Northwest Arkansas Times from Fayetteville, Arkansas on October 20, 1974 · Page 5
Get access to this page with a Free Trial

Northwest Arkansas Times from Fayetteville, Arkansas · Page 5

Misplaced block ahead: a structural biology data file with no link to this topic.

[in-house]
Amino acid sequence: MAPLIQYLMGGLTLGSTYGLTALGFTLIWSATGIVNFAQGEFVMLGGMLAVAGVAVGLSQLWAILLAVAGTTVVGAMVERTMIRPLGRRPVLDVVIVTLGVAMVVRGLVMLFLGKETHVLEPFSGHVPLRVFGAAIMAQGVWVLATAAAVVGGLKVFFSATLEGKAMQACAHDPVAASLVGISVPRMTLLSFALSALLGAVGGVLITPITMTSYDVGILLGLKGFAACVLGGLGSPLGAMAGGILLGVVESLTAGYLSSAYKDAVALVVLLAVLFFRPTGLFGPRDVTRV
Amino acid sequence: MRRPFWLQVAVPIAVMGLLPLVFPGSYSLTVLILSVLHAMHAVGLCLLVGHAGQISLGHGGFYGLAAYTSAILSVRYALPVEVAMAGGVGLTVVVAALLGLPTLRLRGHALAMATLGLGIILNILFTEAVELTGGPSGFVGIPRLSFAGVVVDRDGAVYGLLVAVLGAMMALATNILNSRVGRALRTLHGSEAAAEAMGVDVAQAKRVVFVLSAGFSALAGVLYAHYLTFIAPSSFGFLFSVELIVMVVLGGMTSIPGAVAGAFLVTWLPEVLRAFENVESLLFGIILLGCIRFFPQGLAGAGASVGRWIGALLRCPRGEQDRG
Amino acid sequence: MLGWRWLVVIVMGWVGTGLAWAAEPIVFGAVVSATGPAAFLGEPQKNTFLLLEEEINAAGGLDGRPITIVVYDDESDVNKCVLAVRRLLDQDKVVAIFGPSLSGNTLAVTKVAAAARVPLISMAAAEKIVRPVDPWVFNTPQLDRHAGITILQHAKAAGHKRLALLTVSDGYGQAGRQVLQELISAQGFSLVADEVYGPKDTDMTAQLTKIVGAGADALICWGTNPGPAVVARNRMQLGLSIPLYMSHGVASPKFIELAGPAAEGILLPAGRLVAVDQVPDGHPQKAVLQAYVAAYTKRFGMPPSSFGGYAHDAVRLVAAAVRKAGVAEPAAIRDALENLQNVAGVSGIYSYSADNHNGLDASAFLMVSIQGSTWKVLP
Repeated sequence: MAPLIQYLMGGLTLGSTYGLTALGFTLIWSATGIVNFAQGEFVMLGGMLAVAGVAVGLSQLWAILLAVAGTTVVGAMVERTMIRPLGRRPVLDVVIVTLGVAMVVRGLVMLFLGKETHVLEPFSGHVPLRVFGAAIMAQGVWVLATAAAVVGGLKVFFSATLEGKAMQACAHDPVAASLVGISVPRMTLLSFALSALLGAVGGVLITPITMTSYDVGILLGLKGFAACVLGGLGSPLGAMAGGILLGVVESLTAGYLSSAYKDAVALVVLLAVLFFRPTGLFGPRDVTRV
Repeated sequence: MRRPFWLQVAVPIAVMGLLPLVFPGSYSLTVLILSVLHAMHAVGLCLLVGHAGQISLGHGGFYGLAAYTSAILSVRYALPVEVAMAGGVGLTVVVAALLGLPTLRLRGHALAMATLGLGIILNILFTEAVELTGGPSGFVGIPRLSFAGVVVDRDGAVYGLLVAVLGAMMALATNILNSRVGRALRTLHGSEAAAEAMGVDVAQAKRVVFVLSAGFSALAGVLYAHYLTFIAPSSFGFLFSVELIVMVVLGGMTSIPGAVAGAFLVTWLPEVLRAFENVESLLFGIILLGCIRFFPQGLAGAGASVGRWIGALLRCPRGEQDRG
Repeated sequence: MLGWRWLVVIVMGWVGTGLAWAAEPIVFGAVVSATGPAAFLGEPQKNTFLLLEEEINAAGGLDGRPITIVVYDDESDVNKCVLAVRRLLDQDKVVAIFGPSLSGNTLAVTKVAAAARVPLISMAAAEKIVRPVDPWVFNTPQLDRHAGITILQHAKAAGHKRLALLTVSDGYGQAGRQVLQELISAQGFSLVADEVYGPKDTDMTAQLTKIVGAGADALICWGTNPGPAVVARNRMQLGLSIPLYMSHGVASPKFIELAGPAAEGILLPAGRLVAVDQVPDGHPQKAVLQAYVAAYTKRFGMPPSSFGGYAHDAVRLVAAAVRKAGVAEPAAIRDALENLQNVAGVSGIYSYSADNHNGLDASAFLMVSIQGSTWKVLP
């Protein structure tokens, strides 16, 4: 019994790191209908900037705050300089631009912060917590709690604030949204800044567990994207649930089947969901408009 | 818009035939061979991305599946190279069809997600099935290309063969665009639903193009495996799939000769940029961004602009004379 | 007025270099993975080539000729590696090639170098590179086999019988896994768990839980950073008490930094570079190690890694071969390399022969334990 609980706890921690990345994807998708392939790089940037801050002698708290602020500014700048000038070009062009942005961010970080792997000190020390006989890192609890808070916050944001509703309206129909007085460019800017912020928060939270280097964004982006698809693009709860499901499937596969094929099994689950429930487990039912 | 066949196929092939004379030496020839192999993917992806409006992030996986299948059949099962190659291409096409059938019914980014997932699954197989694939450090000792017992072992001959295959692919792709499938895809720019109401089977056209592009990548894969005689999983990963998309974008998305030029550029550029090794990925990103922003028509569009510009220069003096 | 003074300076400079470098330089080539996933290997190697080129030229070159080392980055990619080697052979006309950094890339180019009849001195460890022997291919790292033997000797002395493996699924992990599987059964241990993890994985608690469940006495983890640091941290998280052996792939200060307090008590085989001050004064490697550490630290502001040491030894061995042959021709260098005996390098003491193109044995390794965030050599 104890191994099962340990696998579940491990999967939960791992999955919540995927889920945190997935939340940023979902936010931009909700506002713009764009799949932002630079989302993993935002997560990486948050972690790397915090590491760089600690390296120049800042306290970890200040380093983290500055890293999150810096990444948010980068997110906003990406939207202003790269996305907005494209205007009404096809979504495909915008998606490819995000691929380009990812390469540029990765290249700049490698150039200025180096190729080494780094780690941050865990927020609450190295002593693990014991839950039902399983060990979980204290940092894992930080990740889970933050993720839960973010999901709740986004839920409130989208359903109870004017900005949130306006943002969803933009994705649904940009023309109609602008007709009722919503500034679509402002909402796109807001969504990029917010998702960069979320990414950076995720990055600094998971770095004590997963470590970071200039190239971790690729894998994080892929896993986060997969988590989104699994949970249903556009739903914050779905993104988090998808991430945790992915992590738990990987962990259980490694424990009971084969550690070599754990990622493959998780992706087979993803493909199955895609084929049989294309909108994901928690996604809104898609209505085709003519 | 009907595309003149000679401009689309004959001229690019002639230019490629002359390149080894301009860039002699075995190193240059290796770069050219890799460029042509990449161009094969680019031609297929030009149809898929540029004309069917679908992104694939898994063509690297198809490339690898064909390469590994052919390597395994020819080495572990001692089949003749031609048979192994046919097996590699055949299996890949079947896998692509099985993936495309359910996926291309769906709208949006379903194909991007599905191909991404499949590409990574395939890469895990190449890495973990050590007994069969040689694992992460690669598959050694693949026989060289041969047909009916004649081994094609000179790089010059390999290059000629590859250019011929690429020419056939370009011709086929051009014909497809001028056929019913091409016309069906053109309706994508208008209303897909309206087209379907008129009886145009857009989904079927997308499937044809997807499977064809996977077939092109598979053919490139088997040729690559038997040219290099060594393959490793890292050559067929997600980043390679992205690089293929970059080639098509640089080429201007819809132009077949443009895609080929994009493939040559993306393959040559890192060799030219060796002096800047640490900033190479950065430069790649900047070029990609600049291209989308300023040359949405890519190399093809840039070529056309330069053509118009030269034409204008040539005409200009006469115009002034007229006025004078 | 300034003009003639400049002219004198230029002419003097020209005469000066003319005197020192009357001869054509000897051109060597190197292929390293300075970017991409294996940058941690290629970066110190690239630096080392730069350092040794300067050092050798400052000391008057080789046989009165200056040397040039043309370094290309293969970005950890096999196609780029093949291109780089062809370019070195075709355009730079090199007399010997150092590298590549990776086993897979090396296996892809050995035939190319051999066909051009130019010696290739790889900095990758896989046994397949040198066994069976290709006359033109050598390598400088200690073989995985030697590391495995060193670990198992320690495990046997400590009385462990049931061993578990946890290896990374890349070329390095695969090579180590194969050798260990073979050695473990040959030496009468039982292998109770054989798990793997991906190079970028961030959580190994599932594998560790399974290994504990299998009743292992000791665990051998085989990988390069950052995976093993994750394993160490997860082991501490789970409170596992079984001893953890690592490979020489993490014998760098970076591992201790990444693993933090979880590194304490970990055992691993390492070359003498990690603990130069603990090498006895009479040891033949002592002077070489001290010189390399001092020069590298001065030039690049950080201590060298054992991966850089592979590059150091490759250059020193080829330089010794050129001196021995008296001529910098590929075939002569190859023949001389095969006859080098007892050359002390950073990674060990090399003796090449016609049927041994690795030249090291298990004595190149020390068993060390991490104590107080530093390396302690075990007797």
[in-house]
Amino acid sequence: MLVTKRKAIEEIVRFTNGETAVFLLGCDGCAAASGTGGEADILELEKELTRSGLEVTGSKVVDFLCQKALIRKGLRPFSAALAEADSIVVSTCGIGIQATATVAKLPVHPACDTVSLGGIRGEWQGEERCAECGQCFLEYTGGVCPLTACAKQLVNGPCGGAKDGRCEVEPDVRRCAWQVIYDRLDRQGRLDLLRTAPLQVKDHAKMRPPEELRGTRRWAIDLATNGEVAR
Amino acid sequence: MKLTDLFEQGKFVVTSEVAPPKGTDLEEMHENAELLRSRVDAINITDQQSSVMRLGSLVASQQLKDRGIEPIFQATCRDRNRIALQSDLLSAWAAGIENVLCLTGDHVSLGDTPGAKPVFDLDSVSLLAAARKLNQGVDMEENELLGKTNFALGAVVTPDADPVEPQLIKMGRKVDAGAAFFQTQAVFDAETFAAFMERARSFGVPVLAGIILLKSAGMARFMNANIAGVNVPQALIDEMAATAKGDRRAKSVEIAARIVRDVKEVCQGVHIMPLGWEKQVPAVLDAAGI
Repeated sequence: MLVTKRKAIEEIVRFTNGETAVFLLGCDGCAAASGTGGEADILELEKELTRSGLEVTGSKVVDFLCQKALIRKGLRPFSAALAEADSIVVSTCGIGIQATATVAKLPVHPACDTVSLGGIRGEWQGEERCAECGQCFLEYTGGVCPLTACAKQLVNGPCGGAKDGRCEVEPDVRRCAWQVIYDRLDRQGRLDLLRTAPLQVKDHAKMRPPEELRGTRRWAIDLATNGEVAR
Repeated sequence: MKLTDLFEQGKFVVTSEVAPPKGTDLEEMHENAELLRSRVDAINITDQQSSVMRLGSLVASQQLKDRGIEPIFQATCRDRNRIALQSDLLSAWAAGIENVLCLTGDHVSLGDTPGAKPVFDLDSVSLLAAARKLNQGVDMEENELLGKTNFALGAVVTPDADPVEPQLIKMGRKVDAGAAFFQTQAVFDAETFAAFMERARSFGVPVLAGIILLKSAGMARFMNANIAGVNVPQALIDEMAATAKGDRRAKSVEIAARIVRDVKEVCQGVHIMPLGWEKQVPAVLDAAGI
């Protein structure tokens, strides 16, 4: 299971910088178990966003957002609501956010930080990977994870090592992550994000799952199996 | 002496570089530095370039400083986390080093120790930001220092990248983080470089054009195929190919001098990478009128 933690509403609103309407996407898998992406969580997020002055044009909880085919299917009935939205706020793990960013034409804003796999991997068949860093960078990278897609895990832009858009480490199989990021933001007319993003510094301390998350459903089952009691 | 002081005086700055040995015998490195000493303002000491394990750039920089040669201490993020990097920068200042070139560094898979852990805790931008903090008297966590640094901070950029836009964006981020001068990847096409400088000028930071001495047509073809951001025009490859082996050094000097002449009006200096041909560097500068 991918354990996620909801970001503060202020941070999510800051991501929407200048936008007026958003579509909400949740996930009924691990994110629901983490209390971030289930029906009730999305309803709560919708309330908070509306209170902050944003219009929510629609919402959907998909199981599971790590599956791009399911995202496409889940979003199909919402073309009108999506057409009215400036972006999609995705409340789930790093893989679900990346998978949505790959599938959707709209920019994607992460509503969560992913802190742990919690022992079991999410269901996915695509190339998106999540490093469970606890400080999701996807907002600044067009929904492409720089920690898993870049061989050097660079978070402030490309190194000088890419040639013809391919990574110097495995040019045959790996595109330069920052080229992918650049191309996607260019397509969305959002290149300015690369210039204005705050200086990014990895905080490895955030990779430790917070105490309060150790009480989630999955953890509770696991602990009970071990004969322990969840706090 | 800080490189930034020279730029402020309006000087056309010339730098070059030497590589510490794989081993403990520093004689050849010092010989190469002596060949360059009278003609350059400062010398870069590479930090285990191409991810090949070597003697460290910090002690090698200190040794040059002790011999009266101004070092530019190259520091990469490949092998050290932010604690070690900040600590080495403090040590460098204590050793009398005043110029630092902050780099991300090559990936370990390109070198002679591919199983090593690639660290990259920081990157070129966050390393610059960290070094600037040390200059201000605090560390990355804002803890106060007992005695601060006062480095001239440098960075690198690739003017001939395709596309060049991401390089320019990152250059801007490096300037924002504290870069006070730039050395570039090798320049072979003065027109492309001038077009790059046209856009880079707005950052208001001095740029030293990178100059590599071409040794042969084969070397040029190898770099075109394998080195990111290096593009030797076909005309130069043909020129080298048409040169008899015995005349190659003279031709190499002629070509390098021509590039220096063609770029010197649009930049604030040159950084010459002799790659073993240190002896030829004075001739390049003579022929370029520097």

Fayetteville, Arkansas
Issue Date:
Sunday, October 20, 1974
Page 5
Start Free Trial